Seeing the World Transformed: Paul Nash at Tate Britain
Career-spanning exhibitions are not always kind to artists. Early brilliance is sometimes shown slipping into repetition or recycling in later years, the promise of breakthrough work perhaps not fulfilled in maturity. As the National Gallery’s recent show devoted to the late works of Rembrandt made clear, there may be a final flourish to celebrate, but the longer the career in question the greater the risk that a retrospective can show the stop-start nature of an aesthetic life rather than its seamless progress. Even Picasso is, perhaps, better seen in ‘periods’ than in allowing his seventy-plus years of work jostle for our attention as we try to keep pace with its creator.
Tate Britain’s survey of the career of Paul Nash is a wonderful exception to this rule. In room after room we see an artist developing as the world around him undergoes tumultuous change, his style retaining trademark elements re-worked in new ways as he finds his own reality altered by two World Wars. From the Aestheticism of his early work (all Burne-Jones and Blake in style) to the trauma of the trenches in 1917 we see a man whose reality was rendered frighteningly strange by his wartime experience. Works like ‘The Menin Road’ are English landscapes re-modelled in hell: the ponds and trees that Constable would have painted now as blasted and poisoned as the men who cower amongst them. Many of these paintings are regularly on display across the Thames at the Imperial War Museum, but to reach them here after seeing Nash’s early, almost Symbolist views of trees makes the scale of his disgust at the reality of the trenches impossible to ignore. The tree stumps of Flanders clearly become the nightmare cousins of the elms that once featured in Nash’s Edwardian pastorals.
With the First World War as such a rupture Nash’s embrace of Surrealism in the 1930s feels like a strangely logical step, as though a man whose sense of reality was forever off-kilter recognised in the movement the potential to celebrate strangeness and allow the unconscious to find expression. Again, a sense of process is crucial: the Sussex Downs and the Kent coast become necessary stopping-off points on his artistic journey, places where he could work through his relationship with the post-War world.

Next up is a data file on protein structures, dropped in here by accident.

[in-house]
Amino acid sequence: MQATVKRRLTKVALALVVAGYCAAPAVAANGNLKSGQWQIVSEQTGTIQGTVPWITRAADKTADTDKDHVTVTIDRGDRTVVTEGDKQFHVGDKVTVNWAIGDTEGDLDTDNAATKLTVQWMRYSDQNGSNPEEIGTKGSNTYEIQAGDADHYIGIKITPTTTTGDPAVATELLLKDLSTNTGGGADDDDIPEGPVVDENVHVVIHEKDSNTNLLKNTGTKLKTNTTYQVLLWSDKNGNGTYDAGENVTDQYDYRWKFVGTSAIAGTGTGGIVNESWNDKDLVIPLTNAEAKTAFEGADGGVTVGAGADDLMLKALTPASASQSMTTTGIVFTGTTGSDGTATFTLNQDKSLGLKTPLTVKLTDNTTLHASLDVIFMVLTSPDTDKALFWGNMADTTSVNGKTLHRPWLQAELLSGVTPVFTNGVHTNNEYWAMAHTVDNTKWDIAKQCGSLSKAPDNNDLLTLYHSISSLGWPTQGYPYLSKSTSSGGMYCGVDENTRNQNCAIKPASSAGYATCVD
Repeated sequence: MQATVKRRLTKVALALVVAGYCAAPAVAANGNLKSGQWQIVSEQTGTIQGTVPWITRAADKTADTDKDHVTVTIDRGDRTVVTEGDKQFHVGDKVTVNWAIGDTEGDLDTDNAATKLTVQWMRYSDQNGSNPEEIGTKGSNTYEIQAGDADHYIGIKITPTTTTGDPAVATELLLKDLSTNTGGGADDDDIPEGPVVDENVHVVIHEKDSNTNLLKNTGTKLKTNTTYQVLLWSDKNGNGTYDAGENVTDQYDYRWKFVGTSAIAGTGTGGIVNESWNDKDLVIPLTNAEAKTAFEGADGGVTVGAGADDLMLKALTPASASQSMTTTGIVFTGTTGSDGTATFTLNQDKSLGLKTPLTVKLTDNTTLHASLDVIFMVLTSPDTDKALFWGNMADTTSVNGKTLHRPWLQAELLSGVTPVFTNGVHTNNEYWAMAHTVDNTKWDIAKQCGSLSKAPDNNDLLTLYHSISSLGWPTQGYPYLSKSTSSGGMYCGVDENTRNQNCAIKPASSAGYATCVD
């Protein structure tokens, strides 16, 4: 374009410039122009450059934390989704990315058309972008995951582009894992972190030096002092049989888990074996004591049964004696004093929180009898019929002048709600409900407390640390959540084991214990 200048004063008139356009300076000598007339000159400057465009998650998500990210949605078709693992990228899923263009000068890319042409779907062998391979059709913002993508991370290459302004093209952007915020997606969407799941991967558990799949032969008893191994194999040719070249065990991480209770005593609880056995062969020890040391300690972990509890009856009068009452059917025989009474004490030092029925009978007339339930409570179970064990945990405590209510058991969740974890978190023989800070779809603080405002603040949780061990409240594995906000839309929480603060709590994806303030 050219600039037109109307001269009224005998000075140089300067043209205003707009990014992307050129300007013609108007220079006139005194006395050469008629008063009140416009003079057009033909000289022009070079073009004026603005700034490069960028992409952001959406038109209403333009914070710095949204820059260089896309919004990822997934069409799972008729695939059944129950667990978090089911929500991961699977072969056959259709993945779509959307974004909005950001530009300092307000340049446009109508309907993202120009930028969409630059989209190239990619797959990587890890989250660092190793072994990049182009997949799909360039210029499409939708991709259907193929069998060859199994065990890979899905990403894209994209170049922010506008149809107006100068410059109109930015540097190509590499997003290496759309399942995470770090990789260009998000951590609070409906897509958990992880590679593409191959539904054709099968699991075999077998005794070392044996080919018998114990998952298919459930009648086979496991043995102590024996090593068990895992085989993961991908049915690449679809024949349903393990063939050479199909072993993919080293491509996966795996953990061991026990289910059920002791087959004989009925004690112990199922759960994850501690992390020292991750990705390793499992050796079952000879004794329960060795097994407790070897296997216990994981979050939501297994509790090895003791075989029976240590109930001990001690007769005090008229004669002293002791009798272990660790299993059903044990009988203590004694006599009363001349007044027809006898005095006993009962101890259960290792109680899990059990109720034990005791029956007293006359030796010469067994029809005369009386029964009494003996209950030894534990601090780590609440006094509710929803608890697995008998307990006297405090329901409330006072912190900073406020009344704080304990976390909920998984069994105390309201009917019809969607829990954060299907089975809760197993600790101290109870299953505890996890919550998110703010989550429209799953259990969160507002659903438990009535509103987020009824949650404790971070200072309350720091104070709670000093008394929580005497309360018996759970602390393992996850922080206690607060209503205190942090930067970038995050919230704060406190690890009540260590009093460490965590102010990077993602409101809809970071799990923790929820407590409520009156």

Surrealism led Nash into the avant-garde experimentation of the ‘Unit One’ artists, and the exhibition makes excellent use of the work of Moore, Hepworth, Nicholson and others to show that in that group Nash found a sense of belonging when he arguably needed it most. To step from there into the world of the Shell County Guidebooks may seem like a strange move but it is a measure of the Tate curators’ skill that it feels oddly fitting here. Embracing the possibilities of photography, the qualities of the ‘found object’ and the potential to celebrate the strangeness of the country he saw around him Nash’s contribution to the inter-war boom in domestic sightseeing was to offer a host of ‘sights’ aimed at rendering England ‘rich and strange’ to its own inhabitants. In his paintings from this time the stone circles and monoliths of the prehistoric past assume surreal properties, often places within landscapes that owe more to the topography of the unconscious than any locations that could be found by consulting a motoring guide.
With the Surrealism of the 1930s in mind, the room devoted to Nash’s work from World War Two assumes greater context. ‘Totes Meer’ (‘Dead Sea’) with its breaking waves composed of the wreckage of Nazi aircraft at the Cowley Dump is linked back to the coastal landscapes of the 1920s and shown to be another work in which the human destruction of war is visible in objects rather than bodies. For the wrecked trees of the Western Front we now see wrecked aircraft in the English landscape; their fragments as out of place in the fields of Britain as the gigantic tennis ball that looms large in a Surrealist work like the pre-War ‘Event on the Downs’. Rather than reflect Nash’s own sensibility his second spell as a War Artist found him recording a reality that had caught up with things his imagination had shown him a decade earlier. Britain’s ‘Finest Hour’ was a Surrealist one.
Nash survived the Second World War by a few months, and in the final room of the exhibition the viewer finds him returning to the landscape but using the phases of the moon to imbue the scenes with unearthly light. Focusing on the liminal moment of the ‘equinox’ his final works take the viewer back to the trees of his earliest ones, but now they are coloured, literally, by all that their creator has seen and done. The world has been made strange in order that it may be seen again.
Rarely in my experience has a retrospective captured so completely this sense of progress in an artist’s career whilst reminding the viewer that the journey is one not of movement onwards and away from the sources of initial inspiration but a constant loop of creative return in which each new development refines and revalues the ones before it. Here, one of Britain’s greatest painters has received the exhibition he deserves, and everyone involved in it deserves praise for the thought and care that have made it possible. If you haven’t seen it yet, you really should. If you have seen it, go again and marvel at the cumulative brilliance of Paul Nash’s artistic life.
‘Paul Nash’ is at Tate Britain until 5th March 2017. Details can be found at the link below: